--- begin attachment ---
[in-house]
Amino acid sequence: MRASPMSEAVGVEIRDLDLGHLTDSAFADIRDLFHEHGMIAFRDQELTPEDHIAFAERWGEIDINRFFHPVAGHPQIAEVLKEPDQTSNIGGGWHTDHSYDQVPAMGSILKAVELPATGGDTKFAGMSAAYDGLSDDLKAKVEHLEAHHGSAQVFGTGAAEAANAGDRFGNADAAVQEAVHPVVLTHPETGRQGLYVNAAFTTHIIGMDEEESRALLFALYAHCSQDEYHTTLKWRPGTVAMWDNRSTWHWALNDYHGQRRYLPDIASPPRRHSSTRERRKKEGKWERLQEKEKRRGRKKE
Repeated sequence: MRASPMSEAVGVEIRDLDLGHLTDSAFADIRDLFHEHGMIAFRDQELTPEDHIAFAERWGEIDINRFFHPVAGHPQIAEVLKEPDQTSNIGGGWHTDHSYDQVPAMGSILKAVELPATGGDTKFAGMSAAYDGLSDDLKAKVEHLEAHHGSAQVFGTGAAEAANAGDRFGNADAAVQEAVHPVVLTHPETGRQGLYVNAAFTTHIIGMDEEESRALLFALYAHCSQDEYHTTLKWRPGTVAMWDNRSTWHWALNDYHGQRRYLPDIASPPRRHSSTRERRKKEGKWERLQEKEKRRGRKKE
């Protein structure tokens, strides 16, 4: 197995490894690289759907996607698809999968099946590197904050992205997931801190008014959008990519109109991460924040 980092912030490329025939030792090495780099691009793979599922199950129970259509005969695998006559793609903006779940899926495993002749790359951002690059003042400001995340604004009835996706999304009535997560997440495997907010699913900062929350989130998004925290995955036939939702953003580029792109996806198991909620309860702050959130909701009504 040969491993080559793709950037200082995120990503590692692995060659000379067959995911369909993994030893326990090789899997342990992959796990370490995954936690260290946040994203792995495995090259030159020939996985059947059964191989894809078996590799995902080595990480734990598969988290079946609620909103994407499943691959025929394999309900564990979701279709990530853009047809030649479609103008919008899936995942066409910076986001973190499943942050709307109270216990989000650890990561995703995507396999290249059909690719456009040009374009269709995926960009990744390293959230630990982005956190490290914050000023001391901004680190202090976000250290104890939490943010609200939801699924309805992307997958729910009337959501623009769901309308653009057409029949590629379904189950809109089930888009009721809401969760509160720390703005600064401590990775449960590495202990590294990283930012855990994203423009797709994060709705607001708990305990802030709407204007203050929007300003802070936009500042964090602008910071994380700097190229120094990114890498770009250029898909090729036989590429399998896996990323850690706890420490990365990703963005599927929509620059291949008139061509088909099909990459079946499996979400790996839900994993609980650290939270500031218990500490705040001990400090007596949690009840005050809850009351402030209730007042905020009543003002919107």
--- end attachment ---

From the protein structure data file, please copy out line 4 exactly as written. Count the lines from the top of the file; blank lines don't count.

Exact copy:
């Protein structure tokens, strides 16, 4: 197995490894690289759907996607698809999968099946590197904050992205997931801190008014959008990519109109991460924040 980092912030490329025939030792090495780099691009793979599922199950129970259509005969695998006559793609903006779940899926495993002749790359951002690059003042400001995340604004009835996706999304009535997560997440495997907010699913900062929350989130998004925290995955036939939702953003580029792109996806198991909620309860702050959130909701009504 040969491993080559793709950037200082995120990503590692692995060659000379067959995911369909993994030893326990090789899997342990992959796990370490995954936690260290946040994203792995495995090259030159020939996985059947059964191989894809078996590799995902080595990480734990598969988290079946609620909103994407499943691959025929394999309900564990979701279709990530853009047809030649479609103008919008899936995942066409910076986001973190499943942050709307109270216990989000650890990561995703995507396999290249059909690719456009040009374009269709995926960009990744390293959230630990982005956190490290914050000023001391901004680190202090976000250290104890939490943010609200939801699924309805992307997958729910009337959501623009769901309308653009057409029949590629379904189950809109089930888009009721809401969760509160720390703005600064401590990775449960590495202990590294990283930012855990994203423009797709994060709705607001708990305990802030709407204007203050929007300003802070936009500042964090602008910071994380700097190229120094990114890498770009250029898909090729036989590429399998896996990323850690706890420490990365990703963005599927929509620059291949008139061509088909099909990459079946499996979400790996839900994993609980650290939270500031218990500490705040001990400090007596949690009840005050809850009351402030209730007042905020009543003002919107």